This post (link below) alludes to setting the basis dimension to -1 (k = -1) as automatically choosing the number of knots via Generalized Cross Validation (GCV) in R's mgcv package:

Selecting knots for a GAM

except that k is NOT the number of knots.

I've only come across this specific instance of setting k = -1.

Is there really any benefit to doing so?

The reason I ask this is because I am generating hundreds of simulated datasets, and it would be impossible (impractical) to find the optimal k via gam.check() for each dataset.

So, I'd like to know the merits of simply setting k = -1 with method = "GCV.Cp",to avoid having to check histograms and QQplots for each my simulated data sets.

Of course, setting k to an arbitrarily high value is computationally costly, as the right k is only meant to capture true variation in the data.

Any advice would be most welcomed.


1 Answer 1


There is some confusion here and in the answer by @Ira S in that linked post. The default value of the argument k is -1. This indicates that the default number of basis functions be computed for the specified basis type (the default is thin plate splines but you can ask for others via the bs argument). So for a univariate thin plate spline you will get 10 basis functions by default because k = -1 implies a default of 10, and in reality you get 9 basis functions as the constant basis function, which is confounded with the model intercept term, gets removed from the basis by the application of a sum-to-zero identifiabilty constraint.

Given a basis expansion, mgcv::gam() will fit the required model using penalised likelihood to estimate parameters for the basis functions and the intercept and any other parametric terms, conditional upon a smoothness parameter, and also estimate the smoothness parameter which is what actually chooses the complexity (wiggliness) of the final fitted smooth function.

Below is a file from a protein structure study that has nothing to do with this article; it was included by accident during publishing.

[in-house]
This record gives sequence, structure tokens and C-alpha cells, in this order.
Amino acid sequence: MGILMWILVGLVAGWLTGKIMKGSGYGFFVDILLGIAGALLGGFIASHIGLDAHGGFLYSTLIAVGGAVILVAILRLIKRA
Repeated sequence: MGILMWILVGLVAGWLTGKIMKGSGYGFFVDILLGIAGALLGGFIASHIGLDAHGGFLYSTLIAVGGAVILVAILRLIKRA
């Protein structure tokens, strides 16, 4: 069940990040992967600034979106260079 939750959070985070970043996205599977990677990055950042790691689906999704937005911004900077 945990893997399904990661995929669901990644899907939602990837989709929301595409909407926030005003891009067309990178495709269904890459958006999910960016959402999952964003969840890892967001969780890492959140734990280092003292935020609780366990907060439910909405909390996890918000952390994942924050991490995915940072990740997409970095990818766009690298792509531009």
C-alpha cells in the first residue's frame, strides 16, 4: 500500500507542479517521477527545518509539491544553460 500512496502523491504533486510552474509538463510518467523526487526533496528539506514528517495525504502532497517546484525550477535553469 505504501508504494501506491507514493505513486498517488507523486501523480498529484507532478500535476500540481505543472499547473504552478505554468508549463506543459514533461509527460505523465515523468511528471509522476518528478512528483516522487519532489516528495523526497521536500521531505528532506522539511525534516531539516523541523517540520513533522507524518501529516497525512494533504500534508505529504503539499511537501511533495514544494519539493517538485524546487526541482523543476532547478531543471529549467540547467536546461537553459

mgcv::gam() can use GCV, or REML, or ML to estimate the coefficients and smoothness parameter(s) of the model. It will do this estimation for you whatever value you pass to k. You can only stop it doing this smoothness selection by adding the argument fx = TRUE to the s() call for each smooth.

With mgcv::gam() the main issue you face is to set the initial basis size. You don't need to choose knot locations with the thin plate splines (there is a knot at each unique data value, and then a low-rank version of the full basis expansion with k basis functions is found) and for most of the less exotic bases, knot placement typically makes little to no difference on the fitted model.

You want to set k to be large, as large as you can afford given the amount of data you have, but you don't want it to be too large as it takes a lot more computational effort to work with all those basis functions especially if many/most of them will be penalised away to zero in the resulting model fit.

So, in your case, I would set k to be some large enough value that the expected wiggliness of the true function is accommodated. If you have lots of data and can bear the computational burden, you can effectively set this as high as you you want.

Assuming you have the correct model specified, the penalty should deal with the extra wiggliness.

I have found GCV to be a little bit more robust to model mis-specification for some models I have fitted, I prefer to use REML for smoothness selection and this will become the default in a future version of mgcv so I recommend that you use that, not GCV.

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    $\begingroup$ The answer given by Gavin Simpson is basically the same I'm saying in the post linked by compbiostats, simply use k as large as the computer allows. $\endgroup$
    – nukimov
    Commented Dec 4, 2020 at 8:13
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    $\begingroup$ @nukimov I should have been clearer; I meant the other answer in the linked post, which claims that k = -1 turns on GCV selection. $\endgroup$ Commented Dec 4, 2020 at 15:26
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    $\begingroup$ @GavinSimpson should we be trying to find the optimal k value (where it's just large enough to make a difference, or is large enough a fine place to stop guessing what size k we use)? $\endgroup$
    – Nate
    Commented Dec 21, 2022 at 20:03

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